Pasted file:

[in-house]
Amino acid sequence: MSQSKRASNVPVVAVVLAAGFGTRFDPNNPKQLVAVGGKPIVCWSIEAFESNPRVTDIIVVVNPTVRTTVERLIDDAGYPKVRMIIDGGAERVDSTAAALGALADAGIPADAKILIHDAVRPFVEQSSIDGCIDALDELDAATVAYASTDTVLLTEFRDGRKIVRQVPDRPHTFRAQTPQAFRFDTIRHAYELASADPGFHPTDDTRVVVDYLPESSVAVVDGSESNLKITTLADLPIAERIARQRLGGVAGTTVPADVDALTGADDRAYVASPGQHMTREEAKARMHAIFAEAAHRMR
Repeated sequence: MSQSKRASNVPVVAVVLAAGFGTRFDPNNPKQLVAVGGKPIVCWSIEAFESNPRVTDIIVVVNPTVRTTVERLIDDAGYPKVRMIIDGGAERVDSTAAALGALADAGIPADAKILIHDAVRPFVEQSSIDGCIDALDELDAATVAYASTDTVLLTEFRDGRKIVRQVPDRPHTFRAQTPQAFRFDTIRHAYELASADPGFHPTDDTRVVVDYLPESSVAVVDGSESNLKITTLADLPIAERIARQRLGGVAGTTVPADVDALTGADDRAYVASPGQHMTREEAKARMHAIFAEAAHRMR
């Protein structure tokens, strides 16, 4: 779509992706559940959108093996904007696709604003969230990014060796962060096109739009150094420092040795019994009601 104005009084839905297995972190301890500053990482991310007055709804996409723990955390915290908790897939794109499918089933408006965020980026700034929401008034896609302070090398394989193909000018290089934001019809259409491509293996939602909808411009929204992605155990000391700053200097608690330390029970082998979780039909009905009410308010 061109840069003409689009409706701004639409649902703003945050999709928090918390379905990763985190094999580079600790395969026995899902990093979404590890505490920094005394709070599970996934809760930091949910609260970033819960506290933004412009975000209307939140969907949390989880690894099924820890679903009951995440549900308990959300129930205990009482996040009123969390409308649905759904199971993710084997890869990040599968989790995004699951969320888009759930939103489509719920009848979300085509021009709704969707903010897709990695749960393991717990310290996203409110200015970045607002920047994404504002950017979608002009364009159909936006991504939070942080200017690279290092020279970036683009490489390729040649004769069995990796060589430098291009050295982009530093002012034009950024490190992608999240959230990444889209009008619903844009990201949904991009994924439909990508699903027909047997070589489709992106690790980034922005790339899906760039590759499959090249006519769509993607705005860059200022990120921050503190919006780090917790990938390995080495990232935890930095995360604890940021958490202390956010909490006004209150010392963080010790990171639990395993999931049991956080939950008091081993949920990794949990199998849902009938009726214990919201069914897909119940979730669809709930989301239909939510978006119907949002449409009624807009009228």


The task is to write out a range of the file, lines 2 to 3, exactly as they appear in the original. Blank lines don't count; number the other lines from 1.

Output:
Amino acid sequence: MSQSKRASNVPVVAVVLAAGFGTRFDPNNPKQLVAVGGKPIVCWSIEAFESNPRVTDIIVVVNPTVRTTVERLIDDAGYPKVRMIIDGGAERVDSTAAALGALADAGIPADAKILIHDAVRPFVEQSSIDGCIDALDELDAATVAYASTDTVLLTEFRDGRKIVRQVPDRPHTFRAQTPQAFRFDTIRHAYELASADPGFHPTDDTRVVVDYLPESSVAVVDGSESNLKITTLADLPIAERIARQRLGGVAGTTVPADVDALTGADDRAYVASPGQHMTREEAKARMHAIFAEAAHRMR
Repeated sequence: MSQSKRASNVPVVAVVLAAGFGTRFDPNNPKQLVAVGGKPIVCWSIEAFESNPRVTDIIVVVNPTVRTTVERLIDDAGYPKVRMIIDGGAERVDSTAAALGALADAGIPADAKILIHDAVRPFVEQSSIDGCIDALDELDAATVAYASTDTVLLTEFRDGRKIVRQVPDRPHTFRAQTPQAFRFDTIRHAYELASADPGFHPTDDTRVVVDYLPESSVAVVDGSESNLKITTLADLPIAERIARQRLGGVAGTTVPADVDALTGADDRAYVASPGQHMTREEAKARMHAIFAEAAHRMR